Yamasuki Singers - ‘Le Monde Fabuleux Des Yamasuki’
The success of Daft Punk is attributable not just to their distinctive way with beats and vocals but to their readily identifiable and precise aesthetic. Their career has been a lesson in how to combine sound with image. They do it so well. We have never seen their faces but we have a strong visual sense of who they are. They play the game so astutely that they have carved for themselves a spot where they can enjoy the best of both worlds. Bountiful fame with helmets on and complete anonymity with them removed. Result.
In Thomas Bangalter’s case, he didn’t lick it off the stone. In the early 1970s, his father, under the name Daniel Vangarde, devised a concept for a musical project which was strangely predictive of his son’s subsequent blueprint for fame. Vangarde had been pursuing a peripatetic route through popular music in late 1960s France. He skipped between projects and genres as writer, arranger and producer. He was fond of releasing all kinds of music and took the highly unusual step of inventing different monikers to fit each sound.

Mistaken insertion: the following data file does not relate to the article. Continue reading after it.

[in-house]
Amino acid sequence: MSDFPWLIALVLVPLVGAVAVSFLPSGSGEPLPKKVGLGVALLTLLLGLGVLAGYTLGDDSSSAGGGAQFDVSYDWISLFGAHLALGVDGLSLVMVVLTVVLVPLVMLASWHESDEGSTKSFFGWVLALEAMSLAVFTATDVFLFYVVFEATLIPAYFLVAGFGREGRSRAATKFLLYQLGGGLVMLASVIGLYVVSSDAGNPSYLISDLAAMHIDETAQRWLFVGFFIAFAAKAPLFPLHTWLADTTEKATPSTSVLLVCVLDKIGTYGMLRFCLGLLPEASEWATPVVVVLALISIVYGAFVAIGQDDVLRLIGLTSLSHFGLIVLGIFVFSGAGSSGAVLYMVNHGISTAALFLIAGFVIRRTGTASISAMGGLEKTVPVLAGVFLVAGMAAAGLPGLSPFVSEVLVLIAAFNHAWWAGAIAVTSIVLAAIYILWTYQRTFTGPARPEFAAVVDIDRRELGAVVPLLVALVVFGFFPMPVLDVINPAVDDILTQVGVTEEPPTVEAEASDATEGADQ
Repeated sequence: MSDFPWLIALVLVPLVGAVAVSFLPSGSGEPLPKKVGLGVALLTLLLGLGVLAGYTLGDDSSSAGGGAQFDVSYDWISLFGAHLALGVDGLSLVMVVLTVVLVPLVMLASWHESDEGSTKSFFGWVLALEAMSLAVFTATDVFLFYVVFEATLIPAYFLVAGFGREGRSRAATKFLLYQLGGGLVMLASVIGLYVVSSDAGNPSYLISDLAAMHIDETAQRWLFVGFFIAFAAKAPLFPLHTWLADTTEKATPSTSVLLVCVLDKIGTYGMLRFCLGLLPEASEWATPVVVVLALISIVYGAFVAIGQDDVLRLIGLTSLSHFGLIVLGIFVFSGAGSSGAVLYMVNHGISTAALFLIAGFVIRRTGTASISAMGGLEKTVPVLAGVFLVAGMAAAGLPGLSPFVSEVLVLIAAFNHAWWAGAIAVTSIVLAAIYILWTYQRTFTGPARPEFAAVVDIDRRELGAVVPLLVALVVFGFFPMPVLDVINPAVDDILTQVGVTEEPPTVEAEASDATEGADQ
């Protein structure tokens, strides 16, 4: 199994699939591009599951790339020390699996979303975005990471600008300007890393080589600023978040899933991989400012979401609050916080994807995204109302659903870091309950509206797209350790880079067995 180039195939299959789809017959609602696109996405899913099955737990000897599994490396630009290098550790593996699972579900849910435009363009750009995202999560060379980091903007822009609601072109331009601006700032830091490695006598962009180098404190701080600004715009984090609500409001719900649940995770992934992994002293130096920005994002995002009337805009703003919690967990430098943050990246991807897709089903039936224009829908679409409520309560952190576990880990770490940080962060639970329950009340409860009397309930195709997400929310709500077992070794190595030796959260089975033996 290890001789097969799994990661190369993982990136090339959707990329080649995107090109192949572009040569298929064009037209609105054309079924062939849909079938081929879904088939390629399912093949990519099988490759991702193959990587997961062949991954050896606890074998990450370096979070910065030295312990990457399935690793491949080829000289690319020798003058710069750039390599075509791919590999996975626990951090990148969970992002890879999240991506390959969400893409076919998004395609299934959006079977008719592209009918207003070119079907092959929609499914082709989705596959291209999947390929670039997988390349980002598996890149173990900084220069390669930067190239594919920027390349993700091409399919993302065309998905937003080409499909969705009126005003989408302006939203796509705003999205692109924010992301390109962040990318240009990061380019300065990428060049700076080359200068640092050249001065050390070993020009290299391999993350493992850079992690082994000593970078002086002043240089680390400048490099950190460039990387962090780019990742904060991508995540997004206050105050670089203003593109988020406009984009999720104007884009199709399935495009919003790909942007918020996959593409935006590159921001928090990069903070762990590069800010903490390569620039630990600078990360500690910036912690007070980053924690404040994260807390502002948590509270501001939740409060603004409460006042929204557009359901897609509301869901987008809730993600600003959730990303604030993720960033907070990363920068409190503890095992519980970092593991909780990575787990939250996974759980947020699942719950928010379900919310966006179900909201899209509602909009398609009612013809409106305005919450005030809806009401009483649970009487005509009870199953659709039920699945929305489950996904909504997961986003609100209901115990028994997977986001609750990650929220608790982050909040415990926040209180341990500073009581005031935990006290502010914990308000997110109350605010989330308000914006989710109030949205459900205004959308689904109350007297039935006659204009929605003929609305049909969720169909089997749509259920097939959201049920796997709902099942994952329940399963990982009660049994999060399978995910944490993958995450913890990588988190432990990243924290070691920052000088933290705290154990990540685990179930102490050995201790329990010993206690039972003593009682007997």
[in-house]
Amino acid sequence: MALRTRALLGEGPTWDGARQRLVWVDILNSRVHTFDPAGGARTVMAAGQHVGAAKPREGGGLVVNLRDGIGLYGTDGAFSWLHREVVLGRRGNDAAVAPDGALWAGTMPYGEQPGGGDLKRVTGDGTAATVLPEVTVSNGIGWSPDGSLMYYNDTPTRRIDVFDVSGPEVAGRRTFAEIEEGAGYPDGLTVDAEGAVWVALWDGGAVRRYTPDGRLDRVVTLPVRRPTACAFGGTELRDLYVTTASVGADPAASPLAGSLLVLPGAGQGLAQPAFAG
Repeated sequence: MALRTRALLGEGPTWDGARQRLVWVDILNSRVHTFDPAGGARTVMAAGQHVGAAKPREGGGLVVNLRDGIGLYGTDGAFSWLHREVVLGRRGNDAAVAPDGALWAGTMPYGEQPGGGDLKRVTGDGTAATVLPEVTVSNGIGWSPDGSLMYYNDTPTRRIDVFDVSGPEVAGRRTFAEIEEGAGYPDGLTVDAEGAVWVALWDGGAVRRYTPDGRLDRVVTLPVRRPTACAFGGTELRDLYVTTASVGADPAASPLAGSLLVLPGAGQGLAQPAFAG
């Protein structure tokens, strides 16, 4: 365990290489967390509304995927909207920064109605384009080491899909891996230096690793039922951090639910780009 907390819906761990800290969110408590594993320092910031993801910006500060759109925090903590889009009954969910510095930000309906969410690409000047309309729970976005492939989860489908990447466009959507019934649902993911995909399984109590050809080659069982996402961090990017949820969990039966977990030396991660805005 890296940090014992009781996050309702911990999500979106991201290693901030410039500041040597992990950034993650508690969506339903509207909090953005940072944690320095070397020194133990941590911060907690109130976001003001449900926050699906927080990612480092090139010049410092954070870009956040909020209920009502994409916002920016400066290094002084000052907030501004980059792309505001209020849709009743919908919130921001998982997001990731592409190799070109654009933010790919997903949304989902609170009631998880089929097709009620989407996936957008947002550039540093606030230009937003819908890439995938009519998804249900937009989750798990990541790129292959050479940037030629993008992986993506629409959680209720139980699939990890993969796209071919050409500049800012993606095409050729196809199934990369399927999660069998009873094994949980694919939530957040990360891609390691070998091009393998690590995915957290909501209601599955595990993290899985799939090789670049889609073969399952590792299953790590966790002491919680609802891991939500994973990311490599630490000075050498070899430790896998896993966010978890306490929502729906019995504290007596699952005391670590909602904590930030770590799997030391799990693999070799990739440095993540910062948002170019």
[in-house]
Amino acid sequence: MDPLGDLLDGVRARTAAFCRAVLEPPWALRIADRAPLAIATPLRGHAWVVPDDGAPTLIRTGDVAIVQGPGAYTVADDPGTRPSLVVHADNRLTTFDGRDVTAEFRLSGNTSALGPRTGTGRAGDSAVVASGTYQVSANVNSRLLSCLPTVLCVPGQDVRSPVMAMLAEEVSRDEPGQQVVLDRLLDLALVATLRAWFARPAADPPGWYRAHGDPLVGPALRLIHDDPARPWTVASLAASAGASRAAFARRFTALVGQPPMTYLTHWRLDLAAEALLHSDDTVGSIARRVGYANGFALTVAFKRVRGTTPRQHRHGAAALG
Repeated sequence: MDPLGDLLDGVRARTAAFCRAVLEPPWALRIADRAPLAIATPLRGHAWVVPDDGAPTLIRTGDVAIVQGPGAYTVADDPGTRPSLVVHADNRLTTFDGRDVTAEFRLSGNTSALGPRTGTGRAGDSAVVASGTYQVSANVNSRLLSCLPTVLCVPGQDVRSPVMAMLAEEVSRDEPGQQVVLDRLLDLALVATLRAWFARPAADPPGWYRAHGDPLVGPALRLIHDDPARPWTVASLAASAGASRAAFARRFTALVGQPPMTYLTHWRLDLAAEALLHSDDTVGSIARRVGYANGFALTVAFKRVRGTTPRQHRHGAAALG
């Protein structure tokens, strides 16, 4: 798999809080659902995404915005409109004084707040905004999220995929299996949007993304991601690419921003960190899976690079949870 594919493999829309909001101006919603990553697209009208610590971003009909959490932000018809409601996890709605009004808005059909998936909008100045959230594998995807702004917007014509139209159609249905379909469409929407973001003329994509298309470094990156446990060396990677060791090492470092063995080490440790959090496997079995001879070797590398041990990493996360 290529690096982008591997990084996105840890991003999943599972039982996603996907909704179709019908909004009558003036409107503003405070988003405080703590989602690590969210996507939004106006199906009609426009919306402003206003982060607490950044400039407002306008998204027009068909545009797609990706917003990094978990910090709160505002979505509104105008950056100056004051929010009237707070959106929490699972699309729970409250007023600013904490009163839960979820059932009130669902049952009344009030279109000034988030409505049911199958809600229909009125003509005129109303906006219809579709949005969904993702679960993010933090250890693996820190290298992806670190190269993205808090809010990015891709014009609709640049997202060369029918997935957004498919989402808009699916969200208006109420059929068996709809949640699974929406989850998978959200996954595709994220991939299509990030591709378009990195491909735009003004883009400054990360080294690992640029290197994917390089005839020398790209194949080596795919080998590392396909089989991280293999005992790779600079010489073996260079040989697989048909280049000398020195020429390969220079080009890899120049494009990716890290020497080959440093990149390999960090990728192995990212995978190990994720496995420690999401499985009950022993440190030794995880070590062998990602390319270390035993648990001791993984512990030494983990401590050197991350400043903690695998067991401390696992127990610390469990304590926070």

In 1971, with fellow composer Jean Kluger, he created a briefly popular dance song called Yamasuki and from the reaction it garnered, decided to extend the idea to a full album. The unerring execution of the concept is a joy in both musical and visual terms. There is a beautiful symmetry between the disparate elements. It’s shamelessly fun but never trite or kitsch. All kinds of innovations make the music engaging. The sophisticated grooves that underpin the hypnotic chants are ahead of their time. The fatback drum beats are class. There is so much to enjoy.
The presentation is a work of art of its own accord. A series of instructions on how to do the Yamasuki dance adorn the cover. There’s a beautiful strangeness at work. Clearly a highly inventive streak runs in the Bangalter blood.